Contributions and Outline
The contributions of this work are the concept of Adaptive LD-R Web components and an open source implementation of it available at http://ld-r.org. Our primary claim is that adopting a component-based approach that encapsulates the main concerns of a Semantic Web application, paves the way to reusing existing best practices from the UX community within the LDAs hence building more usable and pervasive LDAs. We also present that combining the LD-R components with LD-R scopes and configurations allows application assemblers to provide a high level of flexibility in their LDA UIs.
We explore these claims in stages. First, we collect some data about the current status of Semantic Web UI development. Next, we demonstrate how adaptive LD-R Web components can address the current issues in LDA UI development. Finally, we discuss the implementation of our idea and its use in real-world scenarios.
The Current Status of Linked Data User Interface Development
In order to understand the current pitfalls of LDA UI design, we conducted a survey targeting active Semantic Web developers (check results). The participants where selected from the community of Semantic Web developers on Github who have had at least one active Semantic Web-related repository. Github is currently the most popular repository for open source code and its transparent environment implies a suitable basis for evaluating reuse and collaboration among developers. We used Github APIs to search for the potential Semantic Web repositories (using keywords: "Semantic Web" OR "Linked Data" OR "RDF" OR "SPARQL") and to collect contact information for the corresponding contributors when available. The search, after removing organizations and invalid email addresses, resulted in 650 potential Semantic Web developers. We then contacted the candidates to ask them about the current pitfalls in developing LDA UIs. In our enquiry, we clearly mentioned to skip the questionnaire if they have not developed any Semantic Web application so far. We used a minimal set of 7 questions to attract more responses and also used inline forms for GMail users to allow filling out the questionnaire in the same time as reading the enquiry email. We collected 79 responses to our questionnaire, which is a considerable number of participants (almost 12% of the potential candidates). Figure 1 shows the main results of our survey.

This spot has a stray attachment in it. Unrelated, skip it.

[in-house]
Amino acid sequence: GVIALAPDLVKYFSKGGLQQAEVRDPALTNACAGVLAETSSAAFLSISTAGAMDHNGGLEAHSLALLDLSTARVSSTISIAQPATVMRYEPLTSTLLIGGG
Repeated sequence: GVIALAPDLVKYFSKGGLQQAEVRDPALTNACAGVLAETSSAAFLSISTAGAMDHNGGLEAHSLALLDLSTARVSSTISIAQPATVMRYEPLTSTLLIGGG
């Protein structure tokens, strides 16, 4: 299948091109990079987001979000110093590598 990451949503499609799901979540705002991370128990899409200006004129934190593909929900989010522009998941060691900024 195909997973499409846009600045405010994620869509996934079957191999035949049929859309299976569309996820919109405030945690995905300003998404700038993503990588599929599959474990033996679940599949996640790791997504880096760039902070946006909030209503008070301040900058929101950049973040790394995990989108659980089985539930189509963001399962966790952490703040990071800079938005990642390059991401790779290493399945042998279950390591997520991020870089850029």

Participants. Based on their LDA development experience, we divided the participants into three groups: basic (less than 2 applications), intermediate (3-5 applications) and advanced (more than 5 applications) developers. The result showed that the majority (62%) of participants were intermediate and advanced developers. In addition to their development experience, developers were asked about their knowledge of Semantic Web to compare their practical and conceptual experience. As results revealed, the majority of participants (63%) had proficient (4-5 years) and expert (more than 5 years) knowledge of Semantic Web and Linked Data which makes a good sample for our evaluation.